If you're playing Elite Dangerous in VR and you bank your ship to the right. Your VR ship banks to the right but your real body does not move. But what if it did?
Feel Three VR Motion Simulator strives to make this a reality.
How does it work?
You would sit in a sphere looking device with your favorite control stick attached. X52 would be my choice. You would then attach the Oculus Rift camera to the sphere so when the sphere moves the camera moves with it.
Underneath the sphere there are regular roller chains, which are powered by high torque motors that grip the bottom of the sphere with high traction rubber rollers. This allows the sphere to be rolled to the side by one set of motors but also simultaneously pitched forward and back and rotated around.
The cockpit where the user sits is tethered to a computer outside with a long cable with plenty of slack. Alternatively the user can mount a laptop inside and run a power cable. The software forms a hardware-software loop with the game you are playing, so if you roll your spaceship left the Feel Three checks where you are and begins to turn the motors to achieve that movement. If you accelerate in game the motors pitch the sphere backwards to simulate this g-force, and your body (in game) would remain facing forward. Your body feels this backwards shift in gravity as forward momentum which is reinforced by your eyes seeing you move forward through the game environment.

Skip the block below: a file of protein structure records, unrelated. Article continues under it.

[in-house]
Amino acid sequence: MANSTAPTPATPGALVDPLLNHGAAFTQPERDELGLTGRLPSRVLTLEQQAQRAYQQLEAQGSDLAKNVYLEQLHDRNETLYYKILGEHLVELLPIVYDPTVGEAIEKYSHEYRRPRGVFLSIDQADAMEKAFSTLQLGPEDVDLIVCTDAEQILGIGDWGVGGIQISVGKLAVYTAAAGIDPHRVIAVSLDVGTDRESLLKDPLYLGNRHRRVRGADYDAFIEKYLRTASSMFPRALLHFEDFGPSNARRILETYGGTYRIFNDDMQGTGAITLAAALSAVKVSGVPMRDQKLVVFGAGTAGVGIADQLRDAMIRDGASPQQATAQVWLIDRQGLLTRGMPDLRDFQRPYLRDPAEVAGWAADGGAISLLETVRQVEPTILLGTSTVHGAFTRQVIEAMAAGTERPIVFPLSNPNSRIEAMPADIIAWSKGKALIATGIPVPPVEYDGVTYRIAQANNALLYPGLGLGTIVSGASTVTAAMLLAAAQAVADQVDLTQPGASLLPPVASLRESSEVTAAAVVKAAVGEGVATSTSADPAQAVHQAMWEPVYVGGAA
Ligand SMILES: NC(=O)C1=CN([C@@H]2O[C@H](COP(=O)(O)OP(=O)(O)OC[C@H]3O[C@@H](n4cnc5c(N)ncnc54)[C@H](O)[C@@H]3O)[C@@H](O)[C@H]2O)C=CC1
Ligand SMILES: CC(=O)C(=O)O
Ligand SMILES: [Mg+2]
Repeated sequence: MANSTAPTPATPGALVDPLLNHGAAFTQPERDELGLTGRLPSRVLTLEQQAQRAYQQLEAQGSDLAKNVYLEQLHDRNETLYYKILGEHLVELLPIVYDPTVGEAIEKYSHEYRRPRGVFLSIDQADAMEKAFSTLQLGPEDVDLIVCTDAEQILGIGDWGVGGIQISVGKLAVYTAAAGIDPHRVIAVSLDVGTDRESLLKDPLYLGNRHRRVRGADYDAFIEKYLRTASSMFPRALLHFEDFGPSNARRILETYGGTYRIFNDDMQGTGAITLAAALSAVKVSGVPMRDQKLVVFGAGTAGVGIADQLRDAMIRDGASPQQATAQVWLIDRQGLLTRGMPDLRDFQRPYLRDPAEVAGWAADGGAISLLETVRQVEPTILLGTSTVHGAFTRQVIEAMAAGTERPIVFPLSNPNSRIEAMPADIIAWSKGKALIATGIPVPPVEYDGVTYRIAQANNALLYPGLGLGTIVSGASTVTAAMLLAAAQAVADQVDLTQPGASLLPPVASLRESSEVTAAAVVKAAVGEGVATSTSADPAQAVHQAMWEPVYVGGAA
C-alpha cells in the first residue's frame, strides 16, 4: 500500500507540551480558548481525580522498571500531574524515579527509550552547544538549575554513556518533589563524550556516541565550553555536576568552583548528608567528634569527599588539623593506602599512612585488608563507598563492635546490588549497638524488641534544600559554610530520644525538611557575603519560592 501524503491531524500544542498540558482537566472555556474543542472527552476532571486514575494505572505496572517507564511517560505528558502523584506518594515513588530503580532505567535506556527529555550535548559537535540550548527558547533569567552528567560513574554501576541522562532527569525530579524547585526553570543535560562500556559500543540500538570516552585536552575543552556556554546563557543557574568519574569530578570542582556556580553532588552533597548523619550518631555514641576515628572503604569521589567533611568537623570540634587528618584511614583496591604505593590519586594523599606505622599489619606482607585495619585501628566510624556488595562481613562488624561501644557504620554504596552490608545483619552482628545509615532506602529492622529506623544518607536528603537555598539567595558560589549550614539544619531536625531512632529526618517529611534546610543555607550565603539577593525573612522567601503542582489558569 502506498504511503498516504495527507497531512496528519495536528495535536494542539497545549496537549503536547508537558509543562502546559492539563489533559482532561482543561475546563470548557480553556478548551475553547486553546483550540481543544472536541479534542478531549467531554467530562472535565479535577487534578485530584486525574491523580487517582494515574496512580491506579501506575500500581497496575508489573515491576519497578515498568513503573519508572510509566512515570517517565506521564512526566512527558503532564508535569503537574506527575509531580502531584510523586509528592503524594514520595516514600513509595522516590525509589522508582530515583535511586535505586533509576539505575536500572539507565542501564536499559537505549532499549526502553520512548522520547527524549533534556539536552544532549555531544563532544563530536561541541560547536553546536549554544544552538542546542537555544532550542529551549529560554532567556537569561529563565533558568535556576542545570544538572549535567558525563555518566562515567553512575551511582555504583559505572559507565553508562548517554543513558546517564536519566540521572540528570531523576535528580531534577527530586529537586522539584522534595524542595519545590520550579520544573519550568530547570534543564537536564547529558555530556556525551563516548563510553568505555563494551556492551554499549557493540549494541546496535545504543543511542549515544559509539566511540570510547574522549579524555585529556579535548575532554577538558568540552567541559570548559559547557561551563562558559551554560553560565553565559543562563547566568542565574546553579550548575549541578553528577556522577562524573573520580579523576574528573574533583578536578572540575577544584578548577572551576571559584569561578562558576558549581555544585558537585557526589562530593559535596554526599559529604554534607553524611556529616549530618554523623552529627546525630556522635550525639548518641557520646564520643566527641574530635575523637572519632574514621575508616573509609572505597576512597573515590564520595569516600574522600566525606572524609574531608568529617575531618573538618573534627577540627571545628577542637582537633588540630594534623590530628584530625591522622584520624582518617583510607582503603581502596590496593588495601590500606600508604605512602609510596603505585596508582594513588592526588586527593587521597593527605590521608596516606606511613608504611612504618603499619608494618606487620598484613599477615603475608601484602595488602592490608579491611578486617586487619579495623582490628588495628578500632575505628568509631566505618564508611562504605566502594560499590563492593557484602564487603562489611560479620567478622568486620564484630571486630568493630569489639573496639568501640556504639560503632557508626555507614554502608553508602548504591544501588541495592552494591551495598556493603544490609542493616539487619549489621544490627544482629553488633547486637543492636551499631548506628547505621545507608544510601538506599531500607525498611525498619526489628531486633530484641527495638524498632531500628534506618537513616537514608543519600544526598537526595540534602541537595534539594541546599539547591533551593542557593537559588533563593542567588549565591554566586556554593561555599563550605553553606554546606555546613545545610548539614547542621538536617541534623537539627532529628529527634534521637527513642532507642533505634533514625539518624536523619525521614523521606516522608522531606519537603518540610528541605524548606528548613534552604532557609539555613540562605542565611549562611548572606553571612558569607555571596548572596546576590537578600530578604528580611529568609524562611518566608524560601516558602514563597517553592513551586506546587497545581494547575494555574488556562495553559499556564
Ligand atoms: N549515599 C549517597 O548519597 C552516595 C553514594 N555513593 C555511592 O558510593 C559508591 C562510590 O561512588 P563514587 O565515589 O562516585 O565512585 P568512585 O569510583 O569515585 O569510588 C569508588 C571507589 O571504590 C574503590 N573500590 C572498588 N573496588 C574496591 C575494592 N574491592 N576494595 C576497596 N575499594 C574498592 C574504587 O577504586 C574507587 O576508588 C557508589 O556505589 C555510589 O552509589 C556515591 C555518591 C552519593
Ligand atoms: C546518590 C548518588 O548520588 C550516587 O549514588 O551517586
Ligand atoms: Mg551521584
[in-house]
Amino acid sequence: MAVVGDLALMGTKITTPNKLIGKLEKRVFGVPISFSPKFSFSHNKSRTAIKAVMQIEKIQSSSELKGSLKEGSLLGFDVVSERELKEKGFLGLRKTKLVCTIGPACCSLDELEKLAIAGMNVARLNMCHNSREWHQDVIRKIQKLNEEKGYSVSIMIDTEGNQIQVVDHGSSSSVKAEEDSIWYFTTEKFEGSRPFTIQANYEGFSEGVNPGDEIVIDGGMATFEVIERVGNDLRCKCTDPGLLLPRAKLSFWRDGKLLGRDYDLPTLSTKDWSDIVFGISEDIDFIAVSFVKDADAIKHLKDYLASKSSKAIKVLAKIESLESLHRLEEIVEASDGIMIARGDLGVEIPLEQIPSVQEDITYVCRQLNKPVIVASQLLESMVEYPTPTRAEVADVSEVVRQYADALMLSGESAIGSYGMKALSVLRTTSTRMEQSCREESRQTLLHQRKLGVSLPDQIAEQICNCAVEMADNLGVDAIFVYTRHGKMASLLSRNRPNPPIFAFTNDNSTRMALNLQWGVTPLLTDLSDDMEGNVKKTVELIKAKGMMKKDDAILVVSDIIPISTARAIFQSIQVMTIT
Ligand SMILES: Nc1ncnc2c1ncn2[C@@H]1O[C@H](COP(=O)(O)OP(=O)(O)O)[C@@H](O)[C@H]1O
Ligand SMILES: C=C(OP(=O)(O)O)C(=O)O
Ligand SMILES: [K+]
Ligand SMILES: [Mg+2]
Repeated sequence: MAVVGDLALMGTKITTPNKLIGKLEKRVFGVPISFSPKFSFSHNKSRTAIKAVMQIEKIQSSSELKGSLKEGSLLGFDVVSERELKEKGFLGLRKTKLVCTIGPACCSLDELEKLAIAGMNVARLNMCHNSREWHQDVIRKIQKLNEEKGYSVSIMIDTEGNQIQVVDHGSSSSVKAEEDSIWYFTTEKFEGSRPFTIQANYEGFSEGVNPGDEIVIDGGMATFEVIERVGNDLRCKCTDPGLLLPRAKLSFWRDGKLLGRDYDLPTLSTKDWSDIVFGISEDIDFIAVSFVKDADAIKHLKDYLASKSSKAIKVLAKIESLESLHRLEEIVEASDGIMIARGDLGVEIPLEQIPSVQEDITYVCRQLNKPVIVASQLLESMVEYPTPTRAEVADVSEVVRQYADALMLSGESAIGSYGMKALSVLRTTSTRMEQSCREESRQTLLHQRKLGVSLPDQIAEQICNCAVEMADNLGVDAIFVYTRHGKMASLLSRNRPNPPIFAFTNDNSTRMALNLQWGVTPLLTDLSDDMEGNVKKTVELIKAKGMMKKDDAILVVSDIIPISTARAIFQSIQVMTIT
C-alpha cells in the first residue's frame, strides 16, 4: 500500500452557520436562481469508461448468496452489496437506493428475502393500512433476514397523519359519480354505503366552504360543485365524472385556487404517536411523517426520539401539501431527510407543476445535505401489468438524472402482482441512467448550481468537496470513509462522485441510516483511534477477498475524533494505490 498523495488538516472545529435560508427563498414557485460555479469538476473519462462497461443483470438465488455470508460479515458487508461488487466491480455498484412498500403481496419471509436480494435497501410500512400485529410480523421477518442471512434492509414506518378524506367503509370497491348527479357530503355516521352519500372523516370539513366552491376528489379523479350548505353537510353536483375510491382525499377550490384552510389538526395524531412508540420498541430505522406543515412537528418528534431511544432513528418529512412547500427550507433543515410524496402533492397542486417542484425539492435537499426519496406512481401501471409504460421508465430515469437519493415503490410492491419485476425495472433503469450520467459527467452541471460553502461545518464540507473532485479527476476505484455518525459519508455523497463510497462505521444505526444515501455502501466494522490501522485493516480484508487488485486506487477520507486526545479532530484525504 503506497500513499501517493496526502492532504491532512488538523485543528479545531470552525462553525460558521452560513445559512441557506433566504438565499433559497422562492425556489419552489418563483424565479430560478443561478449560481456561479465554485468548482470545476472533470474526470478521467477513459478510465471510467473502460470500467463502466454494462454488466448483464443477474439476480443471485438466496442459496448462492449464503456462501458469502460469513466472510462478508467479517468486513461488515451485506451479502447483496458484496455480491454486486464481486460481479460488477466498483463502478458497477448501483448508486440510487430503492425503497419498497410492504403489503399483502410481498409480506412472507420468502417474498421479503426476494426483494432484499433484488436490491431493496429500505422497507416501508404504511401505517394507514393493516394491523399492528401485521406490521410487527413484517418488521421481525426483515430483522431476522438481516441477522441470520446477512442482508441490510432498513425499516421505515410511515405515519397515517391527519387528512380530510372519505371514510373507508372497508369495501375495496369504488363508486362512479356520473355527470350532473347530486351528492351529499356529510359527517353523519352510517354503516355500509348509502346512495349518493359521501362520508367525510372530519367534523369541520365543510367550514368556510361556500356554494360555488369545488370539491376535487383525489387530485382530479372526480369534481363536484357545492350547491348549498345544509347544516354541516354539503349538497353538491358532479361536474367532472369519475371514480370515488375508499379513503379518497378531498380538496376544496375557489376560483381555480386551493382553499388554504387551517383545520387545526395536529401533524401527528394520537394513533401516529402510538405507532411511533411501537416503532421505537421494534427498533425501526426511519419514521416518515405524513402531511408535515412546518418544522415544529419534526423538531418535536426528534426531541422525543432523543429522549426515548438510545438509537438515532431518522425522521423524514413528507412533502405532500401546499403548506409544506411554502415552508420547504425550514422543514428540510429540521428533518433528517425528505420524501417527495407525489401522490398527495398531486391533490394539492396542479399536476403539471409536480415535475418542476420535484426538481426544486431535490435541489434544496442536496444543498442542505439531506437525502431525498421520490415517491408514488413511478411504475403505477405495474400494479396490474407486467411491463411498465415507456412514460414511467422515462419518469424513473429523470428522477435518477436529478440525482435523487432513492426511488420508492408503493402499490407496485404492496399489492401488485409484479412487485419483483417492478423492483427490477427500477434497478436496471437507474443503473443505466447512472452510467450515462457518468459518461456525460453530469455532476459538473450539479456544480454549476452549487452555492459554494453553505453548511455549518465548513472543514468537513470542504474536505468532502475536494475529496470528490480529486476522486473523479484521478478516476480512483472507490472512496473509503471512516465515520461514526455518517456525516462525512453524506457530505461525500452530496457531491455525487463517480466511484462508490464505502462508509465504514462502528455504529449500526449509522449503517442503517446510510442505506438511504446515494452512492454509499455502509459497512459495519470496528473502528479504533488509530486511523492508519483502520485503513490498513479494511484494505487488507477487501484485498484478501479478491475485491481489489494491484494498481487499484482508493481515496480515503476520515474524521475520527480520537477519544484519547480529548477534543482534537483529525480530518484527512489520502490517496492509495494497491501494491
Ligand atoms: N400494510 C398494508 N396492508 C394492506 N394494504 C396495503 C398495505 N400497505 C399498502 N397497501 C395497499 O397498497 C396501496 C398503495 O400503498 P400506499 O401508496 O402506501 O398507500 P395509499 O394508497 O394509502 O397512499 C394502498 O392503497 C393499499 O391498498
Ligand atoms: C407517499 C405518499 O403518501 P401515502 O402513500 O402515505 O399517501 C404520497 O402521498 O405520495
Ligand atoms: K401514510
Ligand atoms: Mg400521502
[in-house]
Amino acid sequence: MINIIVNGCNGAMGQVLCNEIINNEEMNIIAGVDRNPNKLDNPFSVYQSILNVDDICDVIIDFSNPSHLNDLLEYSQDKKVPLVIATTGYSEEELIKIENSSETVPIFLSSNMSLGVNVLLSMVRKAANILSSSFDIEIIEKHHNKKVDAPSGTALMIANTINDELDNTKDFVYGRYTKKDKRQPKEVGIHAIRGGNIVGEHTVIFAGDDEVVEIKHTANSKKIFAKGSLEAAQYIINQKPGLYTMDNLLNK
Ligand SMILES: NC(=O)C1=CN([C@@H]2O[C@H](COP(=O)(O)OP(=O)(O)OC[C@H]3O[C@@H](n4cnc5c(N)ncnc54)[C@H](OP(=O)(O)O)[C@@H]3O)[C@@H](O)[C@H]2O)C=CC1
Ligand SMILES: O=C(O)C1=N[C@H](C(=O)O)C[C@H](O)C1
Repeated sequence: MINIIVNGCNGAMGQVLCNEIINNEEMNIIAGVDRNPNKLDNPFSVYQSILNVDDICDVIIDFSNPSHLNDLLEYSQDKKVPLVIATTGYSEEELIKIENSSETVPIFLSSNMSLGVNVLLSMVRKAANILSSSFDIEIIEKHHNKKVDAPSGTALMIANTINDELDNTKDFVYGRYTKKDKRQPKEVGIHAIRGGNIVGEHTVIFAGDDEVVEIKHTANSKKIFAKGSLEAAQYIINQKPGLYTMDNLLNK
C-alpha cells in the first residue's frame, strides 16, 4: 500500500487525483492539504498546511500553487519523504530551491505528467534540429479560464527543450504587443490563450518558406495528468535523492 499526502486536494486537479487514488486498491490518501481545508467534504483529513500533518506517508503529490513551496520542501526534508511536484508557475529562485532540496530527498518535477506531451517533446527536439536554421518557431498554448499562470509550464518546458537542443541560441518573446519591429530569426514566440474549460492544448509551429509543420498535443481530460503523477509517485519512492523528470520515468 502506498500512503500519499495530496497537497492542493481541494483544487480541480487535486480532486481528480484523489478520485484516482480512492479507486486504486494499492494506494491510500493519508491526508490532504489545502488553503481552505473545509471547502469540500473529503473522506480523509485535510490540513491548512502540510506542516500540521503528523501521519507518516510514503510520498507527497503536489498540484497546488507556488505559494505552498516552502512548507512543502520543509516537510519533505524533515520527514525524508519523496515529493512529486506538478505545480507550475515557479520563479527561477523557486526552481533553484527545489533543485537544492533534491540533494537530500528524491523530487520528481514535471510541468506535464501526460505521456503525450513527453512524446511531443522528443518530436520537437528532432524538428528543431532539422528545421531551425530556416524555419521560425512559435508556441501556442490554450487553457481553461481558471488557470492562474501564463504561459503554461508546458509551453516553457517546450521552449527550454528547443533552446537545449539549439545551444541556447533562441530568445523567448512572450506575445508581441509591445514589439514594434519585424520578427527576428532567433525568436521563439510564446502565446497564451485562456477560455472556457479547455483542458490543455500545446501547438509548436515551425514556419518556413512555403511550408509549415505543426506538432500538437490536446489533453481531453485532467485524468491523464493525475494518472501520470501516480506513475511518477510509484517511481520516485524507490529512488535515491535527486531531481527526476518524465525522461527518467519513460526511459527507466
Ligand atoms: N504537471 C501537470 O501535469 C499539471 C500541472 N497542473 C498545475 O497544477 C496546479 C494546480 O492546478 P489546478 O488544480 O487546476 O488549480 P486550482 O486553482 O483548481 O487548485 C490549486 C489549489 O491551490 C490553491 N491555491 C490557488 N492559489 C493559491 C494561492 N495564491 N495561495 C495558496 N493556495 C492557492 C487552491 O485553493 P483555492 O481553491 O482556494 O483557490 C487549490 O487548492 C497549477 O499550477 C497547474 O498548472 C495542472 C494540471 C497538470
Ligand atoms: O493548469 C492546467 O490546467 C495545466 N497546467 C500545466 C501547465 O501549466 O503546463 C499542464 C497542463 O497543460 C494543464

Games will initially be supported through sim-tools which access motion information for about 60 games through the profiles on their site.
Next (if they can pull it off) will come a plugin for Unity 3D, UDK4 and Cryengine which will open up a whole host of games.
This thing just begs to be played with Elite Dangerous with the Oculus Rift as well as future games such as Eve : Valkyrie and Star Citizen. The company resides in the UK which is pretty close to the developers of these games so support would certainly be possible.
Price is not yet announced. They plan to release 3 different versions at different price points but they're not yet set on their final specification. Each version adds more panels that increases the size of the sphere which then allows for greater movement. More powerful motors can also be added. Their goal is for this to be cheaper than other motion simulators due to the simplicity of the construction along with no need for attached monitors. From their FAQ site in regards to pricing:
The base unit will be 16 panels, a mount for your own chair, the base with three (or perhaps only two) degrees of freedom and the electronics.
We'd also release two other versions with more panels, faster motors and other nice add ons but these parts could all be purchased separately (or with the base unit) whenever you wanted to upgrade. We’ll also leave plenty of connectors on the base electronics to plug in more motors.
When Can I Get One?
The plan is to get the Feel Three onto Kickstarter in 2015. So this is unlikely to turn up at your door step until the very end of 2015 and more likely into 2016. But hey, we don't even have a date for the Oculus Rift CV1 yet.
One thing is for sure, some interesting devices are coming soon.
See more at www.feelthree.com
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